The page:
Scores of us gathered on-line to mix sadness and shock with fond memories. I then search for material on the post-1983 period of Mark’s life we never properly got to discuss, only to re-appreciate that remarkably little is out there, with this exchange one of the most solid. Wondering if anybody else had interviewed Mark in depth, I decided to publish our exchanges on the first anniversary of his passing so that he could finally have his say. What follows is the full transcript. An edited version is being published by Red Bull Music Academy.



INTERVIEWS

Mark Kamins, interviewed by Tim Lawrence, October/November 2008.

Tim Lawrence: How did you get involved in party culture and DJing?
Mark Kamins: Well, I remember my first club. It was Le Jardin. That was the first place I went to.
You’re kidding me. When did you go there?
I think that must have been ‘72.
It opened in June 1973. 
I was also working in a record shop then, Record Connection, which was the first shop that sold European 45s to DJs. The 45s had an instrumental on the B Side. So the DJs would buy two 45s so they could do a mix from the instrumental to the vocal. And we were the first record shop for DJs in New York. It was called Record Connection on Washington Square.
I thought Downstairs Records was the first.
You mean the one in the subway station?
Yes. Nicky DeKrechweo was it? 
Yes, Nicky and Lisa—Lisa Cooper. They were great. 
I had no idea you went back so far.
Yes sure, you had to go back that far. I wouldn’t have been where I was in the eighties if I hadn’t started in the seventies, you know? You don’t come out of nowhere. You don’t magically appear. You have to have that history. Whether I was a DJ or not, I still had that history, and I worked at Record Connection for five years. That’s where I got familiar with the catalogues of music and producers and DJs. And working at the Record Connection I met all the gay DJs who worked in the gay clubs and the lesbian clubs, the black clubs. I saw what they bought and that led me to start DJing. 

read more


DISCOGRAPHIES

Mark Kamins, Danceteria, March 1984, Vinyl Maniac. here.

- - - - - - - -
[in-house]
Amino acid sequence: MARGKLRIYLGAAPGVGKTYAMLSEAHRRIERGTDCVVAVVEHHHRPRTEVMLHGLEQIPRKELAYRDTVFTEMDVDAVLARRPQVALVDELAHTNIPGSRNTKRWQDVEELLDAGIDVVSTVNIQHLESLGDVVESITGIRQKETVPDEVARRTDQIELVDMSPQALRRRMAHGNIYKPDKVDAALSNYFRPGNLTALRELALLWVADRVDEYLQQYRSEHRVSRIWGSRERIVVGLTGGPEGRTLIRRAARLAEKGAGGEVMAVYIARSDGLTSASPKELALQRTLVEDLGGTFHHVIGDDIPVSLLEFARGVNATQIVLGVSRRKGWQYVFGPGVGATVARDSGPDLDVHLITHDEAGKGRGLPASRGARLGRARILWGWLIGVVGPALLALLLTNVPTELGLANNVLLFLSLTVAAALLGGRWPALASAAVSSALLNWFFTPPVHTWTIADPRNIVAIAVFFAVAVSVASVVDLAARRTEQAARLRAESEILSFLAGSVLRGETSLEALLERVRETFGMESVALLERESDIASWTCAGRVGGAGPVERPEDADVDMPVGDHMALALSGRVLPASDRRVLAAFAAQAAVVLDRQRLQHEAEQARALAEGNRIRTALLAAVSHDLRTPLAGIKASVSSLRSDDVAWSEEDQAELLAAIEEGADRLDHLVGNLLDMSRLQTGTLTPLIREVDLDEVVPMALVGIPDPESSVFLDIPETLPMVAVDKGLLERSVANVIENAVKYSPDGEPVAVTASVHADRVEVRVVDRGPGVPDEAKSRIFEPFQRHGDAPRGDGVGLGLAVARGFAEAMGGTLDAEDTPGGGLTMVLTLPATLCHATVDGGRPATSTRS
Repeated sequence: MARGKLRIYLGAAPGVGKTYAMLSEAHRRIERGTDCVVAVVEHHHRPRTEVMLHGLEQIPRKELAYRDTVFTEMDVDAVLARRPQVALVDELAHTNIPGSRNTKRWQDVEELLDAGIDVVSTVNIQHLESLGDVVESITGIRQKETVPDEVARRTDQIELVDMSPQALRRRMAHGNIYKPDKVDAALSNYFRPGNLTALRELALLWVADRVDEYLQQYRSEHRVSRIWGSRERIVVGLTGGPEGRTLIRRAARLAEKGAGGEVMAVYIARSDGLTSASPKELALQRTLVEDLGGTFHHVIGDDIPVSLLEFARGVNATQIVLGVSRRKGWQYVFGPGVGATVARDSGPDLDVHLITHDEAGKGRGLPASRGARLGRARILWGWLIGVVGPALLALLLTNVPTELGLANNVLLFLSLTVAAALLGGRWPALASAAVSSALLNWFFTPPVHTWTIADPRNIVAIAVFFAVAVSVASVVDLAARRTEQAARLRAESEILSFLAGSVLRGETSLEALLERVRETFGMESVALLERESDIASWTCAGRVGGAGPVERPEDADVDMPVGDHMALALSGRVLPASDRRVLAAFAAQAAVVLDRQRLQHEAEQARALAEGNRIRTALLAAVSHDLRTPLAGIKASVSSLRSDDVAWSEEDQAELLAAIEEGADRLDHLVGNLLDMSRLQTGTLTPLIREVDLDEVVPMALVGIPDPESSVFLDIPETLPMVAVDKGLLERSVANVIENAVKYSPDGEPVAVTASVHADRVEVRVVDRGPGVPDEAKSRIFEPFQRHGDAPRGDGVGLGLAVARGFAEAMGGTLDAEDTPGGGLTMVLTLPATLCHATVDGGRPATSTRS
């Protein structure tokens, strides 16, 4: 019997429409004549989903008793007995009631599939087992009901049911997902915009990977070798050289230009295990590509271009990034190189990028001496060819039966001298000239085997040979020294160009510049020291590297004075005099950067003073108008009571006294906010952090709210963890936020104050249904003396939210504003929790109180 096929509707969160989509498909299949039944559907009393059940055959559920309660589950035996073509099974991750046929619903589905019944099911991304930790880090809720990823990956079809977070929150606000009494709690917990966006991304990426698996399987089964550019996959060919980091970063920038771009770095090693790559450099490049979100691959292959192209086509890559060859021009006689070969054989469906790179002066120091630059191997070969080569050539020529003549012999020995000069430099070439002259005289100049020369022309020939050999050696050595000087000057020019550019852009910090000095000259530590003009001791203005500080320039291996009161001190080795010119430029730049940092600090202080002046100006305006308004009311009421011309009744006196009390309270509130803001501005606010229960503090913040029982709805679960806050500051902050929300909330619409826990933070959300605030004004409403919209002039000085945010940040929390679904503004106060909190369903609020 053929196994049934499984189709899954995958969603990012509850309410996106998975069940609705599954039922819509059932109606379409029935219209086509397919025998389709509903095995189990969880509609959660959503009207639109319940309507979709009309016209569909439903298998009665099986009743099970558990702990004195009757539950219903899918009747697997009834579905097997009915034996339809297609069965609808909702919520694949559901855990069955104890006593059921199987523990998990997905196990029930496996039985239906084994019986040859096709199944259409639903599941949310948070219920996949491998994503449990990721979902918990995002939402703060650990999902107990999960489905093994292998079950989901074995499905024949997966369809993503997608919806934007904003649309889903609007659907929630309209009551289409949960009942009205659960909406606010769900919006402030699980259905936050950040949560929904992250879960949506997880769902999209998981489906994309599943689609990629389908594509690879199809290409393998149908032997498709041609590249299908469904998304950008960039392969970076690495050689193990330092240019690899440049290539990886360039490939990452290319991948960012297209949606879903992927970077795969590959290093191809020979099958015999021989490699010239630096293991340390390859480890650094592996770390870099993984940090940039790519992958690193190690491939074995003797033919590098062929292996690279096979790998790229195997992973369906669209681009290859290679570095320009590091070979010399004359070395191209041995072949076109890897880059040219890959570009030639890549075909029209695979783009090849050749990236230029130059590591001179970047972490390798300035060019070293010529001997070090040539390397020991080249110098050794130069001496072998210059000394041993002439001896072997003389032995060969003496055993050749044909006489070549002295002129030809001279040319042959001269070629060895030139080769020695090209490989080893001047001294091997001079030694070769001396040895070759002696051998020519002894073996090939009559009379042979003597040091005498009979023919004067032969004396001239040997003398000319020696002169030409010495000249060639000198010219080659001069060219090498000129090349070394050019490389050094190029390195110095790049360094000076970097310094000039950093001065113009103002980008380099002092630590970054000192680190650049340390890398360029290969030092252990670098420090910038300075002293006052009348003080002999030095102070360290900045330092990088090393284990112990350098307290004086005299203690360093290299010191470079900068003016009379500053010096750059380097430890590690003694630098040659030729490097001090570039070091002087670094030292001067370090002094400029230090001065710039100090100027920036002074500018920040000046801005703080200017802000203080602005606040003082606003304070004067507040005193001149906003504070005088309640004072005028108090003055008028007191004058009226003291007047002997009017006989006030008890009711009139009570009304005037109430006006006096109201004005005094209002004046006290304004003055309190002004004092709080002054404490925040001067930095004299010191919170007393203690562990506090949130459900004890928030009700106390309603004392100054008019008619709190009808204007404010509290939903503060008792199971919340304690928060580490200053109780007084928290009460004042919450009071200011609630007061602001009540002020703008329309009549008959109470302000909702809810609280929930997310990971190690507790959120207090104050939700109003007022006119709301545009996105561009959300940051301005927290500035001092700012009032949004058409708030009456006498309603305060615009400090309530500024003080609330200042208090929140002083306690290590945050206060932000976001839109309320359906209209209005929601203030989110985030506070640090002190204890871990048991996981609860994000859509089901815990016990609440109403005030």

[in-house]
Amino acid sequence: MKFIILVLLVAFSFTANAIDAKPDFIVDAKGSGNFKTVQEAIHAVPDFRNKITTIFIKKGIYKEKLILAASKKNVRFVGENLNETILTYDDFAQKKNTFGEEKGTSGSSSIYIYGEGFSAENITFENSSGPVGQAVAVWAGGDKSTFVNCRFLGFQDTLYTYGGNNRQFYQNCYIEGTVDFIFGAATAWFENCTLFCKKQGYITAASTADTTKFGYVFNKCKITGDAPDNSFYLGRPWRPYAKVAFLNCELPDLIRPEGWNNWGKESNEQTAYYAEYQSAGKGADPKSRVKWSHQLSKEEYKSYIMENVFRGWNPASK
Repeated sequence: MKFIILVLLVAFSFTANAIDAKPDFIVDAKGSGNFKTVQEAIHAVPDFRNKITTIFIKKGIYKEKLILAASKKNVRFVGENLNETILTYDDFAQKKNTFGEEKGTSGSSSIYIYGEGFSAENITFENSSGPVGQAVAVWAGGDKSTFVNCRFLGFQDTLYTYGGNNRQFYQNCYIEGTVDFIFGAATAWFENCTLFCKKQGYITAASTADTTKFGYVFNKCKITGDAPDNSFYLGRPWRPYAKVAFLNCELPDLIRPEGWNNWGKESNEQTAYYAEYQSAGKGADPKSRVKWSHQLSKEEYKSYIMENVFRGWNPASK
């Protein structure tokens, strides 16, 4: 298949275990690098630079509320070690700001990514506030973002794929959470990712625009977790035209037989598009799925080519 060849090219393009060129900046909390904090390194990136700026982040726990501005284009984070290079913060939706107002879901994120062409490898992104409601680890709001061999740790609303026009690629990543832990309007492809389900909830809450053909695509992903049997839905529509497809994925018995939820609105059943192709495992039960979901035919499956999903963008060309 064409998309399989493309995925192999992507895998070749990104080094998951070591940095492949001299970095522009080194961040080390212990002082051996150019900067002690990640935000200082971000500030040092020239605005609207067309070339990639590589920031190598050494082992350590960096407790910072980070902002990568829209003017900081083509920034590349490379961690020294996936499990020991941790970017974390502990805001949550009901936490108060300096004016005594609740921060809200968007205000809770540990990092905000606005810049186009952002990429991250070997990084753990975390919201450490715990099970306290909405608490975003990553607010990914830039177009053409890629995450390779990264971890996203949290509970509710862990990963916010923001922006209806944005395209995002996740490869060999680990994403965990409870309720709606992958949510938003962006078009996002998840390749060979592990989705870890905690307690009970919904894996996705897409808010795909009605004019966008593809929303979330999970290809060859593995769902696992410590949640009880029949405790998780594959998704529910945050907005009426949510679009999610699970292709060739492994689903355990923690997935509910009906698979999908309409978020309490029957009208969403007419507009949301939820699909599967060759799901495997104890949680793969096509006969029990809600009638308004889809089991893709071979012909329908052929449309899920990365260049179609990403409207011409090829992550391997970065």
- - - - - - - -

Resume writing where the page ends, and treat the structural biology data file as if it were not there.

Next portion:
Mark Kamins, Danceteria, May 1984, Details. here
Mark Kamins, Danceteria, September 1984, Details. here.
Mark Kamins, Danceteria, April 1985, Details. here.


ARTICLES

Burns, Todd. "RIP Mark Kamins"Red Bull Music Academy, 2013. 

Lawrence, Tim. “Discotheque: Haçienda”. Gut / Active Records, 2006.

Wilson, Greg. "Mark Kamins". Being a DJ, 2013. 


LINKS

Kamins, Mark. Facebook page.

The Tube visits New York, including Danceteria, late 1983. Mark Kamins clip at 3:26.

Discography: Love Saves the Day

The following discography lists all of the recordings referred to in Love Saves the Day. It provides basic information on the name of the artist, the title of the recording, the name of the label that originally released the recording, and the year in which the recording was first released. Entries are listed in alphabetical order, first according to the name of the artist, and subsequently according to the title of the recording. Albums are highlighted in italics, whereas individual album cuts, seven-inch singles, and twelve-inch singles are written in normal typeface. 

 

Abaco Dream. ‘‘Life and Death in G & A.’’ A&M, 1969. 

Area Code 615. ‘‘Stone Fox Chase.’’ Polydor, 1970. 

Ashford & Simpson. ‘‘Found a Cure.’’ Warner Bros., 1979. 

----------.‘‘It Seems to Hang On.’’ Warner Bros., 1978. 

----------. ‘‘Over and Over.’’ Warner Bros., 1977. 

----------. ‘‘Stay Free.’’ Warner Bros., 1979. 

Atmosfear. ‘‘Dancing in Outer Space.’’ Elite, 1979. 

Auger, Brian, & the Trinity. ‘‘Listen Here.’’ RCA, 1970. 

Ayers, Roy, Ubiquity. ‘‘Don’ t Stop the Feeling.’’ Polydor, 1979. 

----------. ‘‘Running Away.’’ Polydor, 1977. 

Babe Ruth. ‘‘ The Mexican.’’ Harvest, 1973. 

Barrabas. Barrabas. RCA, 1972. 

----------. ‘‘ Wild Safari.’’ RCA, 1972. 

----------. ‘‘ Woman.’’ RCA, 1972. 

Barrow, Keith. ‘‘ Turn Me Up.’’ Columbia, 1978. 

Bataan, Joe. ‘‘Aftershower Funk.’’ Mericana, 1973. 

----------. ‘‘Latin Strut.’’ Mericana, 1973. 

----------. ‘‘Rap- O Clap- O.’’ Salsoul, 1979. 

----------. Salsoul. Mericana, 1973. 

Bean, Carl. ‘‘I Was Born This Way.’’ Motown, 1977. 

Beatles. ‘‘Here Comes the Sun.’’ Apple, 1969.  

----------. ‘‘It’s Too Funky in Here.’’ Polydor, 1979. 

----------. ‘‘Mother Popcorn (You Got to Have a Mother for Me).’’ King, 1969. 

Brown, Peter. ‘‘Do Ya Wanna Get Funky With Me.’’ TK, 1977. 

----------. ‘‘Love in Our Hearts.’’ TK, 1979. 

B. T. Express. ‘‘Do It (’ Til You’re Satisfied).’’ Scepter, 1974.